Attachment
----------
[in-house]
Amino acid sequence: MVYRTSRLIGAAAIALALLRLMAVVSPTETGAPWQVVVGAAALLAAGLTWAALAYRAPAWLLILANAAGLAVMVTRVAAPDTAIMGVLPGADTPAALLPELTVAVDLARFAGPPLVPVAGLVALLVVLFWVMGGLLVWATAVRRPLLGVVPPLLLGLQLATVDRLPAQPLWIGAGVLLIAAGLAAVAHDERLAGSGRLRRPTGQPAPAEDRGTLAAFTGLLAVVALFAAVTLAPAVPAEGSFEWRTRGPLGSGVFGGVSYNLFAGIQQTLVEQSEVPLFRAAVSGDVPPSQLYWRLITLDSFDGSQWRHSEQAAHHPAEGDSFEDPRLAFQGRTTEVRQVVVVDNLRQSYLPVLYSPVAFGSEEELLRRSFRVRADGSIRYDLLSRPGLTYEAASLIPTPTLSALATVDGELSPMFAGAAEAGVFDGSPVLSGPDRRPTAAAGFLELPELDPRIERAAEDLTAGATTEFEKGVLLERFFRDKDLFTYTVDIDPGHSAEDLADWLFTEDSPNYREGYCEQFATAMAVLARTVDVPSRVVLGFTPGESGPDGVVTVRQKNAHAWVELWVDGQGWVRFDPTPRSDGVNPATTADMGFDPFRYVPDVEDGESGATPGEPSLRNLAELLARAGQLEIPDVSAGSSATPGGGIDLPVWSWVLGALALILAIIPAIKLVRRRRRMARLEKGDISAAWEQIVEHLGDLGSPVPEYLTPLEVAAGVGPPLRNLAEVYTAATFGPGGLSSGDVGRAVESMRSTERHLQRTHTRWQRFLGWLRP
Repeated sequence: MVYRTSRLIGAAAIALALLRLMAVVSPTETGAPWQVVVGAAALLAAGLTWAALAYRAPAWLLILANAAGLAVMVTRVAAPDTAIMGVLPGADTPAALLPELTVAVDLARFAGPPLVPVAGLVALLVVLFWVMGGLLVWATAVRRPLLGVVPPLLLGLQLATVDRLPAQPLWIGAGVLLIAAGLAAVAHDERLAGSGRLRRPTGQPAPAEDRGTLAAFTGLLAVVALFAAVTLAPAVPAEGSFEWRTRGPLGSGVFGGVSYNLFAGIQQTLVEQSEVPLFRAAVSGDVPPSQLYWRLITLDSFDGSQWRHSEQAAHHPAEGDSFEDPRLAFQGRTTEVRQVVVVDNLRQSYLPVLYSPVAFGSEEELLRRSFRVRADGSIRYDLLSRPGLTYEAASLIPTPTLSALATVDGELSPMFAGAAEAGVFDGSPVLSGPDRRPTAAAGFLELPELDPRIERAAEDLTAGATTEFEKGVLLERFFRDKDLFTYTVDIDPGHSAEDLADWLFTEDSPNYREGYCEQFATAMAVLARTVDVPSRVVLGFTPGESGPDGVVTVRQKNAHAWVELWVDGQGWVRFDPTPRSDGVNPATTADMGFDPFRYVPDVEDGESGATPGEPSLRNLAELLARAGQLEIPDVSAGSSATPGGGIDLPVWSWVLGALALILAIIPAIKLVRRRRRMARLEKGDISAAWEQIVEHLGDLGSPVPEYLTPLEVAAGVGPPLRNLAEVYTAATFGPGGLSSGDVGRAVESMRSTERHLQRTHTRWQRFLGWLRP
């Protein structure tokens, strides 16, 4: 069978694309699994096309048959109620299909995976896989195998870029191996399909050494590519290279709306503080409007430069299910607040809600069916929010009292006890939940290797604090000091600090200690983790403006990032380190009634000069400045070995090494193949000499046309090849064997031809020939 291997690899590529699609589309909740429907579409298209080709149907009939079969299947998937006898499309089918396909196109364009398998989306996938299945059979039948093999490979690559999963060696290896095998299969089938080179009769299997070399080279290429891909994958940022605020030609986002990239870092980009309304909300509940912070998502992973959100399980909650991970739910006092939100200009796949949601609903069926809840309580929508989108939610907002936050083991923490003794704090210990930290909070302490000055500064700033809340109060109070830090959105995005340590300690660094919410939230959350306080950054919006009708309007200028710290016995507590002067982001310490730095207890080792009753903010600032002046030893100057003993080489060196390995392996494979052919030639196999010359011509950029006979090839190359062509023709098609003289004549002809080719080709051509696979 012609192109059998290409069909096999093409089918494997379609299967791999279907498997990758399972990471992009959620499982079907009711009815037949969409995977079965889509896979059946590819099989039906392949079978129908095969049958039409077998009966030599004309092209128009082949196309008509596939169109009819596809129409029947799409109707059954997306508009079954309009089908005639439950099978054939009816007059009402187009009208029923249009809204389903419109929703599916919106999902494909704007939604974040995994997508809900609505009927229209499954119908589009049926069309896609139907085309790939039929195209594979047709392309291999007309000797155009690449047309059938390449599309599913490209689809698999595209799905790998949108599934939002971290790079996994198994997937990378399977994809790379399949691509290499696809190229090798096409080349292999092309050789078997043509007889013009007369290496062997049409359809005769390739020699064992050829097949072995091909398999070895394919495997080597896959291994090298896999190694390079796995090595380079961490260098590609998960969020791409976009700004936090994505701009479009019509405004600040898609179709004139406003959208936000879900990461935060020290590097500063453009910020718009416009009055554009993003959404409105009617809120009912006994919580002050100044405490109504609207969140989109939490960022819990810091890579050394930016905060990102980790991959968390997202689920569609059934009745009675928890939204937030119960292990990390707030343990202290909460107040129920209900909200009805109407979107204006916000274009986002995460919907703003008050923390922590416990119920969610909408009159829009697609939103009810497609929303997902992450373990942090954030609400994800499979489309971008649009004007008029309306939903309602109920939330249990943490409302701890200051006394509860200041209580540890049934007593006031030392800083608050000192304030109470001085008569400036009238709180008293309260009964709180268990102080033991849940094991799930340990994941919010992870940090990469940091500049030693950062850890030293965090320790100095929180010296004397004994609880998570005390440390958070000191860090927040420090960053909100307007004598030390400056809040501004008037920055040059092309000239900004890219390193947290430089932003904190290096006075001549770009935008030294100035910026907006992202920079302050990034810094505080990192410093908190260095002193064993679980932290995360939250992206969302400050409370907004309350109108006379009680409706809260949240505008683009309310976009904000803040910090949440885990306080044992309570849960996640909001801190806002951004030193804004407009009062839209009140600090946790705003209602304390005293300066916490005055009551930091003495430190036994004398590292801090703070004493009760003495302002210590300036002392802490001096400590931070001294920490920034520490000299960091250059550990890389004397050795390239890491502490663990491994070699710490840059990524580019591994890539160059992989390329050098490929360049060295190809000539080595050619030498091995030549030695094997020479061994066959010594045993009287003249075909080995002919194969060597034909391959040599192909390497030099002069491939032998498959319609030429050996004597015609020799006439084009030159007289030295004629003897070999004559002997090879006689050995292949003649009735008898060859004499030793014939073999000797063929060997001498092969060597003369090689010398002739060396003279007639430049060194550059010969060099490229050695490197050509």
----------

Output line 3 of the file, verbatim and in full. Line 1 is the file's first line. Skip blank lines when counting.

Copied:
Repeated sequence: MVYRTSRLIGAAAIALALLRLMAVVSPTETGAPWQVVVGAAALLAAGLTWAALAYRAPAWLLILANAAGLAVMVTRVAAPDTAIMGVLPGADTPAALLPELTVAVDLARFAGPPLVPVAGLVALLVVLFWVMGGLLVWATAVRRPLLGVVPPLLLGLQLATVDRLPAQPLWIGAGVLLIAAGLAAVAHDERLAGSGRLRRPTGQPAPAEDRGTLAAFTGLLAVVALFAAVTLAPAVPAEGSFEWRTRGPLGSGVFGGVSYNLFAGIQQTLVEQSEVPLFRAAVSGDVPPSQLYWRLITLDSFDGSQWRHSEQAAHHPAEGDSFEDPRLAFQGRTTEVRQVVVVDNLRQSYLPVLYSPVAFGSEEELLRRSFRVRADGSIRYDLLSRPGLTYEAASLIPTPTLSALATVDGELSPMFAGAAEAGVFDGSPVLSGPDRRPTAAAGFLELPELDPRIERAAEDLTAGATTEFEKGVLLERFFRDKDLFTYTVDIDPGHSAEDLADWLFTEDSPNYREGYCEQFATAMAVLARTVDVPSRVVLGFTPGESGPDGVVTVRQKNAHAWVELWVDGQGWVRFDPTPRSDGVNPATTADMGFDPFRYVPDVEDGESGATPGEPSLRNLAELLARAGQLEIPDVSAGSSATPGGGIDLPVWSWVLGALALILAIIPAIKLVRRRRRMARLEKGDISAAWEQIVEHLGDLGSPVPEYLTPLEVAAGVGPPLRNLAEVYTAATFGPGGLSSGDVGRAVESMRSTERHLQRTHTRWQRFLGWLRP